John Waterhouse Giclee Print on Paper
Born in 1967, John Waterhouse is acknowledged as one of Britain’s most talented and versatile oil painters. His highly acclaimed paintings range from mountains shrouded in mist to exquisitely portrayed female figures and reflect his passion for the beauty he sees in people, places and objects. Over the last 10 years he has established a reputation as an artist of substance and his work is becoming increasingly collectable.
From an early age John had always been interested in art, gaining inspiration and encouragement from his parents, especially his mother, who had drawn and painted a little herself as a hobby.
Growing up in a rural Staffordshire village helped John Waterhouse to understand the beauty of the countryside, which he still feesl so important in order to portray its true character. Being close to the subject matter is of great advantage to him for the constant reference he needs to support his work.
In 1983 at the age of sixteen, he left school gaining a grade A in ‘O’ level art and winning the overall school prize for best art pupil. Upon leaving school he worked as a storekeeper in a local warehouse, painting only as a hobby in his spare time. In order to give himself more time to develop his artistic skills he decided to give up full-time work in 1994 and take up a part-time position instead.
He gave up the part-time position in 2000 in order to teach painting two days a week to young offenders in a local youth prison, reducing this to one day a week as the demand for his work increased. He found working with these young people very rewarding, as there is so much talent that would normally be unrecognised.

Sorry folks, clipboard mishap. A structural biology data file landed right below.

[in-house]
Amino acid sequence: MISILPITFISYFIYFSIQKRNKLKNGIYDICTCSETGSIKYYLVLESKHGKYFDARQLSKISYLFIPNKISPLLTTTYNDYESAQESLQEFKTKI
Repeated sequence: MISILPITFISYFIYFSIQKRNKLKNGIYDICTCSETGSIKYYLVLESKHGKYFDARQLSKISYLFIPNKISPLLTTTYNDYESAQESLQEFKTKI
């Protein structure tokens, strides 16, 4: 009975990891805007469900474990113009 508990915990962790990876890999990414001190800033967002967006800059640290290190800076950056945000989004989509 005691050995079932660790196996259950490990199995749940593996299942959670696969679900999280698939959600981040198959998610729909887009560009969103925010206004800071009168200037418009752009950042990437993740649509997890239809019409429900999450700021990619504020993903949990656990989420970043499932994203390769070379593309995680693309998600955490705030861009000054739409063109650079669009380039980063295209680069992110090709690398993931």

Although he was initially concerned about giving up his so-called ‘proper’ jobs, he finally got the confidence to turn to painting as a full-time position after seeing the quality and value of his work rise through doing various commissions for art collectors.
His creative process is painstaking and meticulous, as he explains: “Before I start any painting I have to feel confident about the composition and balance of the picture, sometimes spending days or even weeks producing sketches and collecting reference material in the form of photographs as well as using my memory. This may even involve producing a very detailed scale drawing and watercolour sketches. I then proceed with the painting, working mainly in oil. I can usually cover the whole canvas or panel in one or two days, showing the basic composition. The painting is then left to dry. The following stages of the painting, involve adding atmosphere and detail. On very fine paintings, this may involve many weeks of work using a variety of different brushes. When I feel that I have completed a picture, it is put to one side and out of sight. Then a week or so later I will look at it again. The reason for doing this is to detach myself from the picture, so that when I next see it, I get a fresh look at the impact and atmosphere. This will be my final stage of the painting, before making any minor adjustments, resulting in the final image that I am happy with.”
When painting a landscape, a lot of the information is there, but more often than not John feels compelled to add or change something slightly – a cloud formation, a distant figure, or perhaps the way the light is falling. “With landscapes I feel it is not so much an idea, but an ability to balance and compose what is already there. I find the English countryside very romantic. Fields and trees to me have their own character and history, just as a person does. By taking plenty of time to study the view that I am about to paint, helps me to decide the areas that require toning down and the areas that need to be made more vivid, if any, in order to emphasise its character.”